About Ryan Davis

Ryan is the Alliance's Program Manager for our Chesapeake Forests program. He focuses on forest conservation and restoration within the watershed in Pennsylvania, Maryland, and New York.

Species Spotlight: Table Mountain Pine

A Table Mountain Pine limb, Shenandoah National Park. Photo by Ryan Davis Dry, rocky ridges are home to plants that show how tough it is to live there. Gnarled limbs and stunted stature are common on wind-scoured peaks where soil is shallow and poor in nutrients. Many species can be found in better

Native Shrubs: the workhorses of our streamside forests

Native moisture-tolerant shrubs that fringe this stream in western Maryland improve the water quality and habitat for both terrestrial and aquatic fauna. Ninebark fruits are developing in the foreground, and several dogwood and viburnum species hold the white flowers peppering the shrub layer in the background. (Photo by Ryan Davis) Not many woody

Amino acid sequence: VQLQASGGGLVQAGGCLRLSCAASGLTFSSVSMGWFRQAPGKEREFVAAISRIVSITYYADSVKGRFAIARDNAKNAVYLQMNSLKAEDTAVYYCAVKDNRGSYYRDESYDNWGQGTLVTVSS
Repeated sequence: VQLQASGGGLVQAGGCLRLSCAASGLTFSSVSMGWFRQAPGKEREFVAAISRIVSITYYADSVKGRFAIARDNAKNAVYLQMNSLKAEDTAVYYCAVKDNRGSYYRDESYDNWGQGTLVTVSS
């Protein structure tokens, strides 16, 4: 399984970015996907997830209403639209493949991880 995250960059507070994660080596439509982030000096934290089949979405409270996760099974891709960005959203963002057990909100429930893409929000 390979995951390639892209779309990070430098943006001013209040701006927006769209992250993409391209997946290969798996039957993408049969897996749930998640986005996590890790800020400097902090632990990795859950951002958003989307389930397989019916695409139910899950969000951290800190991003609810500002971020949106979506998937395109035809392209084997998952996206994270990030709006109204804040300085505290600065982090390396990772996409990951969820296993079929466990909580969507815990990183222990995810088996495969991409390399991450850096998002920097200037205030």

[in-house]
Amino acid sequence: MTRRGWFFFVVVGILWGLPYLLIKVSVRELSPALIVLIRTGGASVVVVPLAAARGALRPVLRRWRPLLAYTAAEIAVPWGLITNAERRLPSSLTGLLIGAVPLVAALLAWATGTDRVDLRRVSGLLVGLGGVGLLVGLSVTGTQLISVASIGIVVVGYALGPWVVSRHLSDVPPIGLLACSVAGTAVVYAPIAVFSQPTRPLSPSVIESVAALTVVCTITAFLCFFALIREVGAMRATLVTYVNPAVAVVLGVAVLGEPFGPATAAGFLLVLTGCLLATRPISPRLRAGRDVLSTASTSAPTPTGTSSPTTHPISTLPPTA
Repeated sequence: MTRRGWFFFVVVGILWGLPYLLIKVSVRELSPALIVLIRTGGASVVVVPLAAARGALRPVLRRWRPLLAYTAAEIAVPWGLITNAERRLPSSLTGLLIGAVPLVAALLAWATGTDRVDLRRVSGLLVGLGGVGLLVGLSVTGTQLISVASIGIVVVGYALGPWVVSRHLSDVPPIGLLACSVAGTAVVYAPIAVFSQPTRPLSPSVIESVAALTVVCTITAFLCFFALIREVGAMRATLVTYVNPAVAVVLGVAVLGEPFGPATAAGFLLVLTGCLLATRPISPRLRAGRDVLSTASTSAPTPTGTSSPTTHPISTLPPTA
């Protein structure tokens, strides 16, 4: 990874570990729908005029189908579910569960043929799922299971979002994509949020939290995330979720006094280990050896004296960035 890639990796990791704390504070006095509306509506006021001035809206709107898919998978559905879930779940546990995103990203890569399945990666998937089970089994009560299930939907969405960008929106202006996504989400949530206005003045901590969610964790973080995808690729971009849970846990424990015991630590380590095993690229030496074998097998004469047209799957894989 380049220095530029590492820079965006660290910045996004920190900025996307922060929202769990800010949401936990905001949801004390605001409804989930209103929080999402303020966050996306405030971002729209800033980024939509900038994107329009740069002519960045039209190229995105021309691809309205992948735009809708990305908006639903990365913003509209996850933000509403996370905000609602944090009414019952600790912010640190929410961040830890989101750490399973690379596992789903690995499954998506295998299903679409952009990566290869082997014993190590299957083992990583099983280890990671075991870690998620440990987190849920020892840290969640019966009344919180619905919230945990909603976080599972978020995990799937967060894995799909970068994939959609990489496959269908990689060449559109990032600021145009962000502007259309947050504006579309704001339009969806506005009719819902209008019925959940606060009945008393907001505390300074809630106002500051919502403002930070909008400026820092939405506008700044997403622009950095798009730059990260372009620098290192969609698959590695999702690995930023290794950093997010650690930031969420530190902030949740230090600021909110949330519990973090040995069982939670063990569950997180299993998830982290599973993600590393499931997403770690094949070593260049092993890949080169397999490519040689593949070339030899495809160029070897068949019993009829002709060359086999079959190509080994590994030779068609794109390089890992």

5 Common Edible Summertime Berries in the Chesapeake

Forest Foraging for Summertime Treats In early summer months, eastern forests yield many plants that can be eaten raw or cooked, and dozens of edible mushroom species. Wild berries are particularly wonderful; they’re easy to find and identify, very abundant, and of course tasty. Searching for berries is an excellent way to get to know

Streamside Forest Buffers are Important for Water and Wildlife

Over one third of the land in the Chesapeake Bay watershed is either covered by development or agriculture. This poses obstacles to water quality in the form of nutrients, sediments, and other pollutants, but also to terrestrial wildlife that have little or no habitat in these settings. Trees planted along city streets and in suburban